The film, Bling Ring, is based on a number of Hollywood heists in October 2008 through to August 2009 carried out by a group of fame-obsessed teenagers.
It's a story that would be ludicrous if it weren't true - a group of teenagers begin robbing homes under the guidance of charismatic it-girl Rachel Lee (named Rebecca Ahn in the film and played by Katie Chang).
Lee is obsessed with reality television and style, and chose celebrity homes to rob based on whose wardrobe she wanted to raid.
Her sidekick, Marc Hall (played by Israel Broussard), went along with almost all the robberies, reportedly finding the addresses of the homes on the Internet.
The pair went to Paris Hilton's house while she was away, and found the key to her house under the mat and walked in.
They burglarised the house several times without her noticing, until they made off with almost $2 million in jewellery.
Written and directed by Sofia Coppola, the film bears unmistakable elements of her shooting style, with close-cut shots and music drifting in and out of the audio.
Contemporary songs are used to great effect throughout the film, often in scenes when the characters are singing along to the radio or in clubs.
This means the sudden absence of a bass note is immediately noticeable, and Coppola conducts many key burglary scenes almost in silence.
The film has quite a slow pace, and might be difficult for some to understand the moral of the movie - mostly because Coppola does not provide one.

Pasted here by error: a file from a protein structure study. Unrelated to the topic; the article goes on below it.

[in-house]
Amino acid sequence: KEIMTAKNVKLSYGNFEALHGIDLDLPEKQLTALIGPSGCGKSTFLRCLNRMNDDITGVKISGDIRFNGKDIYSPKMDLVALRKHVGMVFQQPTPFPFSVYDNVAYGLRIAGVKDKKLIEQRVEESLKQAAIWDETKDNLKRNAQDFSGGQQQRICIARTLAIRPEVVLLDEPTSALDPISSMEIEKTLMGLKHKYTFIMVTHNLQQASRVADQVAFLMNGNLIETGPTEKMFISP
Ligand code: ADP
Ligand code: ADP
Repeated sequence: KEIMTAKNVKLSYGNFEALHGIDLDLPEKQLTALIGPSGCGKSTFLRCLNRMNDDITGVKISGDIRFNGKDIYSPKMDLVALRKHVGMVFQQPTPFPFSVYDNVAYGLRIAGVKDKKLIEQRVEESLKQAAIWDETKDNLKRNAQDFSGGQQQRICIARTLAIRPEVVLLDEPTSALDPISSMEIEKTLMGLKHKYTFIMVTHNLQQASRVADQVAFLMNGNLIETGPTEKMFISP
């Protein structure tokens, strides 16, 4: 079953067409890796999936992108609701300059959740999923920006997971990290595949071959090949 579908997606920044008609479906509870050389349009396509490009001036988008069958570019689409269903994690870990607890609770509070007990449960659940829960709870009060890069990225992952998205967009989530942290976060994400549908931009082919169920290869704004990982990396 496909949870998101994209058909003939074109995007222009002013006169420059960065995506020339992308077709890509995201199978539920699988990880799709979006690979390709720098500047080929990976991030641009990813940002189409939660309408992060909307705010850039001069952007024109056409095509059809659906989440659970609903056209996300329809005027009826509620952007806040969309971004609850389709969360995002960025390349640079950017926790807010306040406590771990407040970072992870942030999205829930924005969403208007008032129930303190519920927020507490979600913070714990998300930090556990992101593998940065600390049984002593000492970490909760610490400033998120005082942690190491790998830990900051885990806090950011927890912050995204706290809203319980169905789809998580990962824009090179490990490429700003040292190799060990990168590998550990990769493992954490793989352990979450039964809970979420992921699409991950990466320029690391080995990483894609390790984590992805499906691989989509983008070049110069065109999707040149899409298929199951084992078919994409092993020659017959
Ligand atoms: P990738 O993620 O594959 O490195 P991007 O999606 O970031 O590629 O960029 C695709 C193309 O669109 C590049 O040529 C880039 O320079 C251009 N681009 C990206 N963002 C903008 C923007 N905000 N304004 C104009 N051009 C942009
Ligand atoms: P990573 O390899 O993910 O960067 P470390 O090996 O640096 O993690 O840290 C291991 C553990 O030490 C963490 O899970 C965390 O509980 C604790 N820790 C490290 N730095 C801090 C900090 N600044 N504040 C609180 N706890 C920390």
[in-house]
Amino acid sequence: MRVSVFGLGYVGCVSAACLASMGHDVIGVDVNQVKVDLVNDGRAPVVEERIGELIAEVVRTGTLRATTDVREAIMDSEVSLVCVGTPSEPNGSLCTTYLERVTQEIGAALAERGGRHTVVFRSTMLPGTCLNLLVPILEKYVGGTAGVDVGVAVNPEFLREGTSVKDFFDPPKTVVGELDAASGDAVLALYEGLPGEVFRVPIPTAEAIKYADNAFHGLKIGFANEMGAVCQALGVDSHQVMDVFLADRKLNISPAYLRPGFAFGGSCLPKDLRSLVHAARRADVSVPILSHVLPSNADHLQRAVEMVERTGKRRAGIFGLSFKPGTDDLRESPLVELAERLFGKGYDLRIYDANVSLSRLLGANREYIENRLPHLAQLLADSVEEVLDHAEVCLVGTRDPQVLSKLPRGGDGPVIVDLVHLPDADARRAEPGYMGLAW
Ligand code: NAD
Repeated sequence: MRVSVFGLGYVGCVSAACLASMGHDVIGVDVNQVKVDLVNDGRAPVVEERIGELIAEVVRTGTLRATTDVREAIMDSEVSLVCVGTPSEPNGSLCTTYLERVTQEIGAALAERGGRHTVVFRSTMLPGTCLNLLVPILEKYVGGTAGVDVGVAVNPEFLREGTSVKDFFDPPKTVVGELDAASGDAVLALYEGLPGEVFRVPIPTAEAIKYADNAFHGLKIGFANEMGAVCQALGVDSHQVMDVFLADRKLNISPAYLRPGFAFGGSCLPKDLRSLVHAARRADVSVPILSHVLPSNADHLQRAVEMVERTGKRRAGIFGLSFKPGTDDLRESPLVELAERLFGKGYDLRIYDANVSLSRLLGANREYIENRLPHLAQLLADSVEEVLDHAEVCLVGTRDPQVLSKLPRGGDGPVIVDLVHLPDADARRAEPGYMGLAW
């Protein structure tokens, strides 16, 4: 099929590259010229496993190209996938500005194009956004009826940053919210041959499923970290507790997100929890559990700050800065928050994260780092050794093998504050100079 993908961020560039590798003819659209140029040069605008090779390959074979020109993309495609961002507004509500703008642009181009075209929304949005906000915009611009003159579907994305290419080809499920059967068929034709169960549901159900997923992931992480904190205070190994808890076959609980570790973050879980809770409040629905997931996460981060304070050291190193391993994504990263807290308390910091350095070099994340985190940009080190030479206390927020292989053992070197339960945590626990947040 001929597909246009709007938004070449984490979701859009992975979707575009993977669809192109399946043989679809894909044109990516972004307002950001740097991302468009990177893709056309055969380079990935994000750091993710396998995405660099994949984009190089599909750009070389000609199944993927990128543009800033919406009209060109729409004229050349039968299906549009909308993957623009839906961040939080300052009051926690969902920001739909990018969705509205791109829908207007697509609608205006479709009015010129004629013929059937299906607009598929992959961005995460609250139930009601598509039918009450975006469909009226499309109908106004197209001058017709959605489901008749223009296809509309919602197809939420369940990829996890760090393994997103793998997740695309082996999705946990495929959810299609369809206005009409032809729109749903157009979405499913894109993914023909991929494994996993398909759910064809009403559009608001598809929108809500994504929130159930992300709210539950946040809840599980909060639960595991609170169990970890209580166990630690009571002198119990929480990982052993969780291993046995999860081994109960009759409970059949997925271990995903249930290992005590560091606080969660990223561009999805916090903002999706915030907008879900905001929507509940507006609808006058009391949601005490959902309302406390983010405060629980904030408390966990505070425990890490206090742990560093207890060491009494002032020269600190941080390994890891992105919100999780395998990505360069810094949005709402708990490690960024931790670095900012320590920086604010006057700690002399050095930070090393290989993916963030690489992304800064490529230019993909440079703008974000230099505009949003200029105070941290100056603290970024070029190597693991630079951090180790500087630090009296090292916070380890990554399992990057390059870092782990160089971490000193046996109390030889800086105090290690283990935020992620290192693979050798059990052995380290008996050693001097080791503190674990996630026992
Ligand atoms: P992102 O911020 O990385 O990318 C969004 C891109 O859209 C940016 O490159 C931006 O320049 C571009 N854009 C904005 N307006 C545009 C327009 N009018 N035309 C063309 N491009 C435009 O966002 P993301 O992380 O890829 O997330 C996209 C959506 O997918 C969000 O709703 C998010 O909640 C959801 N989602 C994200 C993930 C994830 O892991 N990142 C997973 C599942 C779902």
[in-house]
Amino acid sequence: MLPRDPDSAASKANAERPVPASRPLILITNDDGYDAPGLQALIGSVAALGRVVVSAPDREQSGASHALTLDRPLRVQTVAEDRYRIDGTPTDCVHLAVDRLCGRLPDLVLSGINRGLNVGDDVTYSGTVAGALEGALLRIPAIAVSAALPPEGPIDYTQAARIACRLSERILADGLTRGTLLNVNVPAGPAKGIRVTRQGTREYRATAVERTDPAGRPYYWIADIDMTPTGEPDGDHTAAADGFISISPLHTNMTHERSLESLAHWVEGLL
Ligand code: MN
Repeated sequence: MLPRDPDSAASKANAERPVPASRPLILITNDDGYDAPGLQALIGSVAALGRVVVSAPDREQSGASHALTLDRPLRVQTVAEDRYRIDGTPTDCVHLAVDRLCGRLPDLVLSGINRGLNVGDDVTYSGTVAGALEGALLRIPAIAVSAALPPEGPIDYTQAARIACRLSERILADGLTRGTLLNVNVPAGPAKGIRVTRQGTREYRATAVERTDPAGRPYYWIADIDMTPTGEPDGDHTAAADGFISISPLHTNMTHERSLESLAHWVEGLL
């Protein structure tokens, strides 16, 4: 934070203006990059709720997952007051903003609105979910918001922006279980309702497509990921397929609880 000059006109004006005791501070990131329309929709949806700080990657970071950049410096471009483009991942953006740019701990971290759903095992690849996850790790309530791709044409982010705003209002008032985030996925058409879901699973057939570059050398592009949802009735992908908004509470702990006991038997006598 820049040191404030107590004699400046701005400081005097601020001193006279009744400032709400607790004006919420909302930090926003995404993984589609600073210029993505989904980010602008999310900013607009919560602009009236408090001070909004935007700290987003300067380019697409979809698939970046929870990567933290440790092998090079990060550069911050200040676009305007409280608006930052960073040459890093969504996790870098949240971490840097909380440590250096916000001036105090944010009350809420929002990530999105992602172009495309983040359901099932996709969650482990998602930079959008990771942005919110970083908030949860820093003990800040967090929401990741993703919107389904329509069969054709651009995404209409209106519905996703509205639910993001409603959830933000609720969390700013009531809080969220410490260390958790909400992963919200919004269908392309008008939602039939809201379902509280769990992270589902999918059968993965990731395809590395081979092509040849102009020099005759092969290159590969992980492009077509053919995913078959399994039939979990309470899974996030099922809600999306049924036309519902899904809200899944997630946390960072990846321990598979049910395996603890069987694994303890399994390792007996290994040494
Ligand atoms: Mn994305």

The teenagers depicted are money-hungry and fame-obsessed, take an array of drugs and alcohol, are offhand about their conquests and are so arrogant about their odds of getting away with it that they take pictures with the items they steal and don't try to wipe away fingerprints.
However, the absence of serious condemnation lifts the movie, although it has been accused of glorifying the thefts (by some real-life victims such as Rachel Bilson).
The breakthrough from the movie, though, is the stunning acting by
Emma Watson (playing
Her comedic timing, impersonations and layers of subtly is intriguing, and will shatter any doubts about her acting ability.
Leslie Mann also plays a terrific Laurie Moore (Nicki's mother) and is compelling and hilarious.
Throughout the movie, Coppola intersperses actual footage from the time of the arrests and trial through gossip sites such as TMZ, an interesting choice that makes the film a semi-documentary.
Incredibly, Paris Hilton actually lent her house to Coppola for two weeks, so the scenes burglarising her house were actually filmed there.
Topped off with cameo appearances by Hilton and Kirsten Dunst, the film will not be to everyone's taste but nonetheless is a great addition to Coppola's growing canon of indie films.
The film is showing at Bahrain City Centre and has a running time of 90 minutes.